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Shaw Middle School at Garnett-Patterson is located at 10th and V Streets, NW. DCPS created this school in 2008 by merging two struggling middle school programs, and hired a man named Brian Betts to become the school's new principal.
Under him, Shaw Middle became a symbol of the promise of education reform — a place that challenged conventional wisdom about urban schools, and inspired teachers and students alike to succeed. But in 2010, Betts was murdered, and critics say the school's unraveling in subsequent years says a lot about the larger problems within DCPS.
Alice Speck used to push her baby's stroller past Shaw Middle School.
"I met this man standing outside the school, greeting students, shaking hands with community members, and it was Principal Brian Betts."
She watched him, a Starbucks coffee cup in one hand, and offering hugs to those walking by. Speck was intrigued. Her son wasn't even crawling yet, but Betts invited her and other parents to talk about the school.
"We would have had no doubts of sending our children here," she says.
Former DCPS Chancellor Michelle Rhee recruited Brian Betts from Montgomery County in 2008. Under him, Shaw Middle School became the face of the urban education reform movement -- what was possible when smart, motivated adults did the right thing by poor, disenfranchised children. U.S. senators toured the halls, a Harvard professor conducted a national study there, and for journalists, it was a regular pit stop.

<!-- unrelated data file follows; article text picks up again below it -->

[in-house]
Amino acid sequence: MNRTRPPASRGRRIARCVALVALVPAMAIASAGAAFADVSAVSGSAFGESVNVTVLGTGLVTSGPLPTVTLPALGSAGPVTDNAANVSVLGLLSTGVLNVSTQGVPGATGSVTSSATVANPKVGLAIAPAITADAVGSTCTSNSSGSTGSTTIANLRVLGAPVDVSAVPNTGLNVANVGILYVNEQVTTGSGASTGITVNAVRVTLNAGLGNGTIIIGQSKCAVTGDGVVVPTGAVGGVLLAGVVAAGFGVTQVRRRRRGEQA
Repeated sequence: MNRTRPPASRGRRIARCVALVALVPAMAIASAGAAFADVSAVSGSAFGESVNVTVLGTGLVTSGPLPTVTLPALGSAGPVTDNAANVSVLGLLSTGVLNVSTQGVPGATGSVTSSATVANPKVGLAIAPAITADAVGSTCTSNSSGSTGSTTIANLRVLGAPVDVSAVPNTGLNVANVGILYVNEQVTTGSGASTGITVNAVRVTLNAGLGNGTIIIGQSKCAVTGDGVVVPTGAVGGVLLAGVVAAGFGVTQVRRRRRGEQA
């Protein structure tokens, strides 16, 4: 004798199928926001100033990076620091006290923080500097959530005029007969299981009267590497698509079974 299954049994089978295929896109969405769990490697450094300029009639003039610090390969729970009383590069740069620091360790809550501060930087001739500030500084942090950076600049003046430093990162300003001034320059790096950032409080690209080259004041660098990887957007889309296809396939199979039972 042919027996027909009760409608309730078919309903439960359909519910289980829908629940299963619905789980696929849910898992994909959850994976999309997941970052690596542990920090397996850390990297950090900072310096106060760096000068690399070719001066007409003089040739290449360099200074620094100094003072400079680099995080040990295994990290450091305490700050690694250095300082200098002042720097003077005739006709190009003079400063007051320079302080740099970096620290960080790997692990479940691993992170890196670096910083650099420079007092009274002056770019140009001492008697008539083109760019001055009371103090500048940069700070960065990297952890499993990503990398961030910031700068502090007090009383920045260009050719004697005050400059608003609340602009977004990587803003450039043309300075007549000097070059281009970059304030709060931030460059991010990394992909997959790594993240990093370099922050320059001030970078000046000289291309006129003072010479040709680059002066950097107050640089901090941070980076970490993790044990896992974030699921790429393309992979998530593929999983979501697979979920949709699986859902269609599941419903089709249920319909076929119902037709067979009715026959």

"He made us motivated, and want to go to school," says Kimberly Fields. "You really wanted to go! We were like a family."
Fields was one of a group of students who persuaded schools Chancellor Rhee to add a ninth grade so they could stay at their middle school. The next year Rhee granted them a 10th grade extension. Even though Shaw's test scores dropped under Betts, with just about 30 percent of children able to read and do math on grade level, he permeated the building with a tremendous sense of purpose. So when Fields heard Betts had been shot dead in his home, it was devastating.
"I started crying, and I couldn't believe I was crying... like, he's just my principal! It's not like he's in my family. But I was really sad about it."
Betts had met at least one of his attackers on a sex chat line. But for the students and teachers who knew him, the manner in which he died in April 2010 was less significant than the sudden loss of their principal.
Failing to save Shaw
So is this just a story of a star principal carrying a school? Or could DCPS have sustained Betts' vision for Shaw Middle School? Staff who worked there describes a series of missteps they say caused the school to fail.
After Betts died, the assistant principal was promoted to principal, and David DeMatthews, who previously worked at DCPS Central Office, became the new assistant principal at Shaw.
"A strength of Mr. Betts was his charisma, and the way he built relationships, but the school wasn't very structured," says DeMatthews.
He says part of the problem was that teachers were inexperienced — the vast majority had fewer than five years in the classroom. He says the new administration team that came in after Betts' death focused on supports for students, both socially and academically.
"We had an extra social worker, a mental health clinician," says DeMatthews. "We did some things in terms of making sure a curriculum was aligned better, making sure teachers were co-planning together, analyzing data for those students.
Fani Bettmann remembers those years differently. "Brian was a force of nature, it was invigorating to be a teacher under Brian's leadership."
She says Brian Betts gave teachers a lot of freedom, flexibility and a sense they were changing the world for their students. She says after he died, that spirit was crushed.